Even though they can’t use words yet, having little back-and-forth conversations with your baby is the best way you can help them learn and develop language. Responding to your child with words, conversation and attention makes a big, positive impact on their learning and healthy development.
As their brain develops — incredibly fast in their early days, months and years — they learn by hearing words from you and when you respond back to their sounds, gestures and expressions. These kind of interactions — called “serve and return” in child development lingo — help build strong, healthy brain connections. So find a couple of minutes during your day to talk with your baby. Look for opportunities to return their serve or start a rally yourself. It’s easy to do, and it’s a lot of fun.
Babies are Born Learning
Babies can’t talk, but don’t let that fool you — your baby is a communications superstar. They’ve been listening to you from before they were born. They can hear from about seven months in utero, and they pick up on the sounds and patterns of the language they hear.
“They’re born language-ready,” said Kathy Hirsh-Pasek, a superstar in the field of how children learn and develop language. “By two days of age, children are already able to distinguish mom’s voice — the lilts and the sounds and the expression — from somebody else’s voice.” And they can learn some of their first words as early as 6 months of age.
Your little one’s brain is wired to learn language, but they need to hear a lot of words and conversation from you to build the connections they need to learn to talk and, later, to read. Just like they need nutritious food to grow and develop, your baby also needs language nutrition.
Smart Talk Tips
Smart Talk is having quality conversations with your baby. It’s easy to do, and you don’t need any special tools or training. It’s a lot like tennis. The conversation should bounce back and forth. Here are some tips:
Serve up a conversation starter and wait for their return. Make eye contact and ask an open-ended question, more than yes or no. Who, what, where and when questions are great to ask. You want to know what’s on their mind!
Describe what you’re doing as you do it. There are opportunities for conversation all throughout your day. Talk to them while changing their diaper, feeding time or getting dressed.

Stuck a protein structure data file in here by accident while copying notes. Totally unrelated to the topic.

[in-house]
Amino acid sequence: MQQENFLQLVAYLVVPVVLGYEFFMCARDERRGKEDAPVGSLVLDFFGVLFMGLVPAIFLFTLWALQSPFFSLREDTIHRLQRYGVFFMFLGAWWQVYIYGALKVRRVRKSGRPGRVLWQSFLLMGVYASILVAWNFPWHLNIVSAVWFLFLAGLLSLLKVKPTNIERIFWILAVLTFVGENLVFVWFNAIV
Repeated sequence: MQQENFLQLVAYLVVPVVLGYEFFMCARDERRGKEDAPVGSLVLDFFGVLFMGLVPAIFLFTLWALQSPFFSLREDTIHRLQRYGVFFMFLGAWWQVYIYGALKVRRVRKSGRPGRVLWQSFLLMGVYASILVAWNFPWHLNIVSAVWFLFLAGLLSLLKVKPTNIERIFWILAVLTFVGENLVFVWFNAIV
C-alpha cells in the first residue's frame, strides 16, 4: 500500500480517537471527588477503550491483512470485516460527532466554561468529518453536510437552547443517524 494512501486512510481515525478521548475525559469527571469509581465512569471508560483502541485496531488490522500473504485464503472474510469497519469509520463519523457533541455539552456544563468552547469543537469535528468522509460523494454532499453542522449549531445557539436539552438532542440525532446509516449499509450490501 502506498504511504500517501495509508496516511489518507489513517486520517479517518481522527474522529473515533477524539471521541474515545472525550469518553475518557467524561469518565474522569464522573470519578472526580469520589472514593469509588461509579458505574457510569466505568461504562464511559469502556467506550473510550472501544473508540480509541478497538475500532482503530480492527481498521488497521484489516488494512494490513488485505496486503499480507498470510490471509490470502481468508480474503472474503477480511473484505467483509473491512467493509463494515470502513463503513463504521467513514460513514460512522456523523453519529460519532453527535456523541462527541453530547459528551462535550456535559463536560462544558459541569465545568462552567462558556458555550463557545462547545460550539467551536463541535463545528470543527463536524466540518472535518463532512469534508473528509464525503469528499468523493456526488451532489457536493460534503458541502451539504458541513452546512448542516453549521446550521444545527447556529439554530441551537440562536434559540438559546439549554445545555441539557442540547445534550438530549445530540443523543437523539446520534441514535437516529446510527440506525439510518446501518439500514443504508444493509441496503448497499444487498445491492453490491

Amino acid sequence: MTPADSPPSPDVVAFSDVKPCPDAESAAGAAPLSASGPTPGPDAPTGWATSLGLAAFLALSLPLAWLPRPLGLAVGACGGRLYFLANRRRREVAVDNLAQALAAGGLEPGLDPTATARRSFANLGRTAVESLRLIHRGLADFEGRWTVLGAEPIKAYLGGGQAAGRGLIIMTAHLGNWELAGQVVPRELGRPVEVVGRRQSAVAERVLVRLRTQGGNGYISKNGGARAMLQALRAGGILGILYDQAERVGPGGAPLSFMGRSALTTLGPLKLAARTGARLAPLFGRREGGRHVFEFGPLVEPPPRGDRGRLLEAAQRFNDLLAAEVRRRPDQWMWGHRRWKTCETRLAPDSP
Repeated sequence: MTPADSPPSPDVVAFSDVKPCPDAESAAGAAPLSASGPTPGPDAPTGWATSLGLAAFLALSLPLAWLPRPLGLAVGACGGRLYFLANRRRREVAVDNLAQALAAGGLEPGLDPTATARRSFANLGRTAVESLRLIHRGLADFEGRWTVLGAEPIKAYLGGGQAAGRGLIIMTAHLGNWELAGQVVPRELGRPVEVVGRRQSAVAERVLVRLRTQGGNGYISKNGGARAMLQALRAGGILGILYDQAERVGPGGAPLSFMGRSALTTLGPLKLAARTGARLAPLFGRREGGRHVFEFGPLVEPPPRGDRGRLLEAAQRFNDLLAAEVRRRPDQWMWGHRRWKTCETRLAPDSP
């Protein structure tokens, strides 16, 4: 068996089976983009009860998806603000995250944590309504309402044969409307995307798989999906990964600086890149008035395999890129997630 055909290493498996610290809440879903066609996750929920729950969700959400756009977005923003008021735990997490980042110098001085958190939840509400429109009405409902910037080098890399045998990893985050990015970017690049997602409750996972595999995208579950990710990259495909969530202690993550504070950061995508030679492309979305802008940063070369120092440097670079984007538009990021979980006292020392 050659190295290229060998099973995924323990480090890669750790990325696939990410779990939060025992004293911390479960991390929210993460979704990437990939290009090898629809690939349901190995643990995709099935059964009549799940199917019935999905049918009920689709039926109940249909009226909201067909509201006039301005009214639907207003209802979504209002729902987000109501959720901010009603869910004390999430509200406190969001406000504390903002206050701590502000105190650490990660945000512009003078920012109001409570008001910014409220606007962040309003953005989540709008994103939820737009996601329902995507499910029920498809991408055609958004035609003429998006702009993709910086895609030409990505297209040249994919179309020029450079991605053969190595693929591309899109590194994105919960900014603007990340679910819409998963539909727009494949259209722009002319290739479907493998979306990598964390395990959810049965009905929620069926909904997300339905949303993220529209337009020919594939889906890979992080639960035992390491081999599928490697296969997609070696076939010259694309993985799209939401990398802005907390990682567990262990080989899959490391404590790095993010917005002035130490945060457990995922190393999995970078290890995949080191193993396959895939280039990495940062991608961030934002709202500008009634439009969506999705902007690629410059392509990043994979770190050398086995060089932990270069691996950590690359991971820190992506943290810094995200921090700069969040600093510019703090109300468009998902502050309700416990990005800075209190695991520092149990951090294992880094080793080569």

Don’t jump in too soon. Babies take a little longer to respond than adults, so give them some time and resist the urge to jump in too soon. Keep eye contact, give them an encouraging expression and wait for their return, which could be a babble or subtle gesture. The goal is a flowing, back-and-forth conversation.
Look for your baby’s serve. They will initiate conversation with you, as well. Crying is one obvious cue, but also look for a serve when they’re more alert, active and ready to play. These are great opportunities for conversation, so look for what your child shows interest in and talk about it.
Use a caring, loving tone. All conversation is great, but your baby will learn even better when you use sweet, exaggerated sounds to speak to them. Known as ‘Parentese,’ using a more melodic, high-pitched tone than you normally use helps get and keep your baby’s attention. Short, simple sentences are best, with lots of repeated words, and stretch out those consonant and vowel sounds.
Use your home language. The more words and conversation they hear the better, so talk, sing and read with your baby in the language you are most comfortable with.
Read books and tell stories with them. Sharing books with your baby is a great way to bring them new and usual words. And you can also make up your own stories or talk about the pictures. Keep it fun.
Smart Talk is Arizona’s awareness campaign that encourages parents and caring adults to have quality, back-and-forth conversations with their babies and toddlers. Smart Talk is easy to do, and you don’t need any special tools or training.
The Power of Conversation
There’s tons of research to show how powerful talking with your baby is for their development. Having back-and-forth, naturally-flowing interactions helps them develop language and vocabulary, and language skills are strong predictors of later school success. Babies and toddlers who have more of these kind of conversations with their parents and other caring adults tend to do well in school and life later on.
So look for opportunities to have back-and-forth conversations with your baby every day. It doesn’t have to be a long match. A few games every day can make a big difference. Just find the right time and serve up some smart talk.
Learn More about Serve and Return
Dan Puglisi is senior director of marketing + strategic initiatives at First Things First.